Bweinh! Goes to the Movies: Bee Movie

February 29, 2008, 2:00 pm; posted by
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Inertia is a property of matter, married men, and the New York Jets. It keeps papers on your desk, does an excellent job of keeping your house exactly where you left it, and generally succeeds in keeping me seated in my apartment — where various corporations are kind enough to provide me with the means to entertain myself, in the event I’m unable to handle the job myself.

But there are forces, “outside forces,” more powerful than inertia. Chief among those forces is the woman, whose desire for such exotic fare as “leaving the house” and “going out” possesses no known bounds. But as the old axiom says, where there is no woman, there will probably be a 15-year-old boy. And that’s how I wound up at a matinee showing of Bee Movie last week, accompanied by my youngest brother, who seemed to want more out of life than a jigsaw puzzle and the Fox Soccer Channel.

I expected to dislike it going in. This wasn’t because the entire plot is based on the fantastic revelation that honeybees can speak — I can deal with unrealistic movies, as long as they maintain their complete lack of realism. It’s where a movie tries to live in that twilight land between fantasy and reality that trouble sets in. Choose your home: real or fake! I had a nagging feeling that Jerry Seinfeld, king of observational humor, would try to straddle that line — and straddling, I assure you, is usually unwise.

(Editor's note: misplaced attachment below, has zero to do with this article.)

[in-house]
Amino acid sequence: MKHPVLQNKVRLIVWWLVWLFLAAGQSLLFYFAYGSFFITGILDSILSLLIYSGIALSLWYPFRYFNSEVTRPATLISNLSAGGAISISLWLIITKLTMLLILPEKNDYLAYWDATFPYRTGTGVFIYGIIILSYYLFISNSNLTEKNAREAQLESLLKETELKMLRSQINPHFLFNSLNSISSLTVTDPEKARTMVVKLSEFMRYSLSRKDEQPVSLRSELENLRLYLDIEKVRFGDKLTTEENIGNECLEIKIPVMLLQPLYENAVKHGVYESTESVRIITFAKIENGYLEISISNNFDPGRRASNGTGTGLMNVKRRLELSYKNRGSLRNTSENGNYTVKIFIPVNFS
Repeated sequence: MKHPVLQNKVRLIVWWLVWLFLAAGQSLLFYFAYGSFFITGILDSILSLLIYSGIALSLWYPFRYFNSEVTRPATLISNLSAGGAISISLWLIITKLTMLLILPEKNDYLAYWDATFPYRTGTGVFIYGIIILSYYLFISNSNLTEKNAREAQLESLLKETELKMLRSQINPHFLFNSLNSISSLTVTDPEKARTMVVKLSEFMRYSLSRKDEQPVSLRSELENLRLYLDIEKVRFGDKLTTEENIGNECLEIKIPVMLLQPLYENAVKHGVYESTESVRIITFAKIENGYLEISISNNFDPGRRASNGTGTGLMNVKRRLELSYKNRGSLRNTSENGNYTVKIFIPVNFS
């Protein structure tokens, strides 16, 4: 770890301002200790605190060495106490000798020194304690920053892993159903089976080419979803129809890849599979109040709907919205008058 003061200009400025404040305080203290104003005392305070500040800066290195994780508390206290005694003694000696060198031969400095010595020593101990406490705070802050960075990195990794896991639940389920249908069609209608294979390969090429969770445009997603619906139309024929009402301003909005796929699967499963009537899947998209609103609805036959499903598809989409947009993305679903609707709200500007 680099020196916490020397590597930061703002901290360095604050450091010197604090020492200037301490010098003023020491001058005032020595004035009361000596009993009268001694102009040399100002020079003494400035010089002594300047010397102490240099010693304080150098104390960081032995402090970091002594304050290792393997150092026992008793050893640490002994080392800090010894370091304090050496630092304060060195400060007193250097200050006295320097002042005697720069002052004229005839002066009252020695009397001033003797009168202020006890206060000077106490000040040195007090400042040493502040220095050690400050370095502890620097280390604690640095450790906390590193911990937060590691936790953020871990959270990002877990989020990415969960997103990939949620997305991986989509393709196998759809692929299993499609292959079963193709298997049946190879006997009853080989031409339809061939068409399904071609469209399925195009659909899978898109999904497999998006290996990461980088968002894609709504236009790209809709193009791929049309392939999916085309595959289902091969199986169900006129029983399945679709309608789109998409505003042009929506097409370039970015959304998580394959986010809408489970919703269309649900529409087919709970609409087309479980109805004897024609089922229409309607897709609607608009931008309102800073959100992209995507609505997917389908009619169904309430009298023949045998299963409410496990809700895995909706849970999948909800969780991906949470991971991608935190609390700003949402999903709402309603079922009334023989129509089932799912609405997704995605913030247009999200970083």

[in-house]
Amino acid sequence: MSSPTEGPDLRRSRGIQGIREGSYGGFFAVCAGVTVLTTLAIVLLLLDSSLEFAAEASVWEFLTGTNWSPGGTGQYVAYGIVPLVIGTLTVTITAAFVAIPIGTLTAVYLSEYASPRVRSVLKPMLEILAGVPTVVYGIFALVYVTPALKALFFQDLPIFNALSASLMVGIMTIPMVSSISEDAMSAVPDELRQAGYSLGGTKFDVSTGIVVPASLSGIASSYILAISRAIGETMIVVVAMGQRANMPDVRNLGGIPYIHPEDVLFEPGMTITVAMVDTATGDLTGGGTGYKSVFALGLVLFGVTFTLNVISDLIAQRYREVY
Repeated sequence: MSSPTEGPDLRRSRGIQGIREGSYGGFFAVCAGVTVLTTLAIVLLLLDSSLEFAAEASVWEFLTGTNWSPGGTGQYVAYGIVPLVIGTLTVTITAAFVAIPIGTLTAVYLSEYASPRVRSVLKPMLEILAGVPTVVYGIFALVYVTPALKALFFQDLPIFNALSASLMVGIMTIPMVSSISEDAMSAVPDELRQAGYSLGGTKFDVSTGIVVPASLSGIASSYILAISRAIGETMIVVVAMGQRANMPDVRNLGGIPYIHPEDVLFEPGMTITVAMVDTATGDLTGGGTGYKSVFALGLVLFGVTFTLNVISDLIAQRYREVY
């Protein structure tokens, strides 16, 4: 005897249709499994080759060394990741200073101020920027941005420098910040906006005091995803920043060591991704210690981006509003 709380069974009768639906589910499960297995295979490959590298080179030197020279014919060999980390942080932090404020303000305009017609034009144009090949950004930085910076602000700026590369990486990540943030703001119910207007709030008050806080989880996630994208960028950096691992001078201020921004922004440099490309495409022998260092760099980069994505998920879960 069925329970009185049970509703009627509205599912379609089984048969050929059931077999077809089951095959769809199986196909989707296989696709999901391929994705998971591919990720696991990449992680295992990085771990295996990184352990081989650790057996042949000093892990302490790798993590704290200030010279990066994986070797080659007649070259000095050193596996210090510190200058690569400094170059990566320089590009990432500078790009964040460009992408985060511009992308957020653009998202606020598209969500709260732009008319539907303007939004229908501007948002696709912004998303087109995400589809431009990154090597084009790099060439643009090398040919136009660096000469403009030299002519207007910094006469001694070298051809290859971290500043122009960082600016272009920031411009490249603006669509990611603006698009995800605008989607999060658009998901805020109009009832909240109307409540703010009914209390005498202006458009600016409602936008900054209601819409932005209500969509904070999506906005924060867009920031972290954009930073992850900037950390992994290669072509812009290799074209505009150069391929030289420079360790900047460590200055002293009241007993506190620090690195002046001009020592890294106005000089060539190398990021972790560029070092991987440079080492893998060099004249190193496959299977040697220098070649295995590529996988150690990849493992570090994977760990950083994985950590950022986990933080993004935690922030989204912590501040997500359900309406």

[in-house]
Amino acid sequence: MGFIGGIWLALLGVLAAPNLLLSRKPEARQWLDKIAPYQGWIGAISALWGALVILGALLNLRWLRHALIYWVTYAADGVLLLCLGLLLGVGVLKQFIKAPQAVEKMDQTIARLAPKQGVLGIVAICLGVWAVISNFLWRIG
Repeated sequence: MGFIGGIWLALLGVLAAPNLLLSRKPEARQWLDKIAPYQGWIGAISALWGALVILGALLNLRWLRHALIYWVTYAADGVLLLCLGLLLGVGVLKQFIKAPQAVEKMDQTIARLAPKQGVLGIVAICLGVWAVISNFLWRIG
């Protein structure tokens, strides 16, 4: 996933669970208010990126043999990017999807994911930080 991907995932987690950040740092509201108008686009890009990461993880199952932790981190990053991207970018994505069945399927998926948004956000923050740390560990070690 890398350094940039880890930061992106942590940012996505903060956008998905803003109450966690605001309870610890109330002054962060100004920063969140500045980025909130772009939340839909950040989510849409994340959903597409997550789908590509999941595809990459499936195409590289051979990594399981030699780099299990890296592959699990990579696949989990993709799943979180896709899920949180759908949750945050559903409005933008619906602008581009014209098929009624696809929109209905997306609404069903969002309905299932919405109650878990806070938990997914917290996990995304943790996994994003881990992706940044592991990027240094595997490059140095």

So what was the story here? Well, bees can talk! This is unrealistic fantasy, subject only to the rules of the imagination. Excellent! And when it stayed there, the movie was strongest: exploring the (beautiful) architecture and social structure of the beehive, imagining one bee’s struggle for individuality amidst an army of drones, worked, quite literally, to death.

But then our bee escapes the hive, treating us to the two most difficult and laborious settings in film: the love story and the courtroom. Suddenly, the world of fantasy, the talking bee, was opining on economic theory and legal analysis, on the unfairness of life — that is, when he wasn’t making (compound) moon eyes at a well-heeled florist with the nicest New York apartment I’ve ever seen. Fantasy and reality were smashed together in a uncomfortable, jittery mass, like Lutherans on a subway.

And besides, if I want to see a strange-looking creature spout proto-socialist dogma while accompanied by an attractive woman, I’m going with Dennis Kucinich every time.

The movie wasn’t committed enough to fantasy to be fun, yet never became real enough to be incongruously funny. Add Jerry Seinfeld’s trademark — the lilting, braying whine — and the result was a very well-drawn movie I would have preferred to watch in silence.

Inertia, my old friend! I’m sorry I ever left you!

I give this film a “Bwe” out of “Bweinh!” (3 out of 7).


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